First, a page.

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Who will go?


Tell others about the mercy of God. God does not treat us as our sins deserve. God has

forgiven all your sins. He has forgotten all the times you have misused your tongue. He did not

sweep your sins under the rug. No, he laid them all on Jesus. Your heavenly Father punished

Jesus for your sins and allowed him to suffer and die as our substitute to endure the punishment

we deserved. When Jesus rose from the dead, God was announcing to the world that Jesus

completed and succeeded in his mission. You are all recipients of the mercy of God.

God has touched your heart with the gospel to assure you of his mercy and forgiveness.

You are not going to die, but live! So, he has also touched your lips so that you are eager to share

his Word with others. He has touched your life so that you volunteer all that you are and have in

service to him. You echo the words of King David and pray: “Unseal our lips to sing your

praise!”



6 In the year that King Uzziah died, I saw the Lord seated on a throne, high and exalted,

and the train of his robe filled the temple. 2 Above him were seraphs, each with six wings: With

two wings they covered their faces, with two they covered their feet, and with two they were

flying. 3 And they were calling to one another:

“Holy, holy, holy is the LORD Almighty;

the whole earth is full of his glory.”

4 At the sound of their voices the doorposts and thresholds shook and the temple was filled with

smoke.

5 “Woe to me!” I cried. “I am ruined! For I am a man of unclean lips, and I live among a

people of unclean lips, and my eyes have seen the King, the LORD Almighty.”

6 Then one of the seraphs flew to me with a live coal in his hand, which he had taken with

tongs from the altar. 7 With it he touched my mouth and said, “See, this has touched your lips;

your guilt is taken away and your sin atoned for.”

8 Then I heard the voice of the Lord saying, “Whom shall I send? And who will go for us?”

And I said, “Here am I. Send me!”


Dear Friends,


Prince of Peace wouldn’t be here without volunteers who give their time to serve our

Lord. Consider all the people who make worship services possible: those who prepare bulletins,

musicians, people operating the audio/video equipment, ushers, greeters, maintenance men

replacing light bulbs, cleaning the building and on and on. Or consider those who clean the

parking lot, mow the lawn, invite friends to church, handle the finances, and so many other

things. Where would we be without the free will gifts of those who generously support our work.

Volunteerism is essential for the successive of the ministry.


Finding volunteers isn’t always an easy venture, especially when the task is an unpleasant

one. For instance, if I told you that I’m pretty sure there is something dead in the attic because

something smells rotten up there, would you volunteer to go up there, find whatever it is and get

it out of there? At the time when these words of Isaiah were written, God was looking for a

volunteer for a difficult task. This volunteer was to harden the hearts of the people of Judah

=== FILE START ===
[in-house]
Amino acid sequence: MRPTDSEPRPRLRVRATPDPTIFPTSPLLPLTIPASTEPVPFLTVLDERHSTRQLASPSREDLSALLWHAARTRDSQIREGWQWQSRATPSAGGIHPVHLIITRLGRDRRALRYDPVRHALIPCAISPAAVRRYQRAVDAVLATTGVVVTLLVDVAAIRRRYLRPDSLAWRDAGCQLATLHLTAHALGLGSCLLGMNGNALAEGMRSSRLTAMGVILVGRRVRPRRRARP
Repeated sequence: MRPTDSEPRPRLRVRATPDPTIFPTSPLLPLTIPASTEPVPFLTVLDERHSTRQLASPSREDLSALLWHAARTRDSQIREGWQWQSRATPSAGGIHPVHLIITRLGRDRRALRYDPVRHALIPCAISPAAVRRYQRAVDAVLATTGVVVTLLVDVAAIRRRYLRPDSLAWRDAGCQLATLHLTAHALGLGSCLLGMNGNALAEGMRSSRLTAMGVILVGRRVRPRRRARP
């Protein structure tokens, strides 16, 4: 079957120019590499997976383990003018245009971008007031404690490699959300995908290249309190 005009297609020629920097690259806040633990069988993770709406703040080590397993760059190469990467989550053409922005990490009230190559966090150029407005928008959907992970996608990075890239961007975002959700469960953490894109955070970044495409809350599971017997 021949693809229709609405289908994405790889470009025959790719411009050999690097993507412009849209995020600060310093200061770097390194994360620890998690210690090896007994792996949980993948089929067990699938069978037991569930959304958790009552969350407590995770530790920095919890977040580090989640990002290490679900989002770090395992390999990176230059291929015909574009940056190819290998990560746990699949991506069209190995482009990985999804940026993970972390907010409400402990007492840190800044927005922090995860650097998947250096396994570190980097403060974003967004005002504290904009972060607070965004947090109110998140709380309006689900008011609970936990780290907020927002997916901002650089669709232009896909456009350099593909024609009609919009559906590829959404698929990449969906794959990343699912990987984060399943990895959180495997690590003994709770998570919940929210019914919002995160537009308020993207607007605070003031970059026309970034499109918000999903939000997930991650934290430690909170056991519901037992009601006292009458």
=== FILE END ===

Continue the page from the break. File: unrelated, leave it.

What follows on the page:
against God himself! God was so tired of the incurable rebellion of the people of Judah that he

was determined to reject them. He needed a volunteer who would, “make the heart of this people

calloused; make their ears dull and close their eyes.” This volunteer would also have the joy of

upholding the hope of salvation for a small remnant of this wicked nation who still listened

attentively to God’s Word, those whom God had reserved as his own people.

Would you volunteer to be hated by people? Would you volunteer to tell them they are

going to go to hell for rejecting God’s Word? Would the few people who listen and believe


God’s promises of forgiveness and salvation be enough to compel you to volunteer to do this

difficult work? In our text, we hear about a man who said:

“Here am I! Send me!”

1. to tell of God’s majesty

2. to tell of God’s mercy


The man’s name was Isaiah. Was he crazy? What would ever compel a man to do such a

thing? The same person who has compelled all of you to volunteer so much of your time, your

energy, and your life in serving your Lord here at Prince of Peace - God! God convinced Isaiah

to volunteer for such a difficult assignment by giving him a glimpse of his majesty and his

mercy. Isaiah wrote, “I saw the Lord seated on a throne, high and exalted, and the train of his

robe filled the temple.”


What a sight that must have been! He saw Jesus in his splendor and majesty. The gospel

writer John said, “Isaiah said this because he saw Jesus’ glory and spoke about him” (Jn 12:41).

Our Lord Jesus was there on the pages of the Old Testament too. What a sight to behold! Heaven

was open and Isaiah saw Jesus himself reigning in heaven’s glory over the whole world

symbolized by his kingly robe filling the temple. Isaiah saw a glimpse of Jesus’ majesty and he

was struck with awe.


He saw seraphs. Seraphs are a particular brand of angels mentioned by name only here in

the Bible. Like all angels, these seraphs were God’s holy messengers whom God uses to do his

bidding. Isaiah described what he saw: “Above him were seraphs, each with six wings: with two

they covered their faces, with two they covered their feet, and with two they were flying.”

Covering their eyes? Could it be that these heavenly beings weren’t even fit to look at the Lord

seated on his throne in heavenly glory? Could it be that their wings covered their feet because

they were unfit even to stand in God’s presence? The picture of seraphs flying around is a

beautiful picture of God using these angels as his volunteers to travel about doing God’s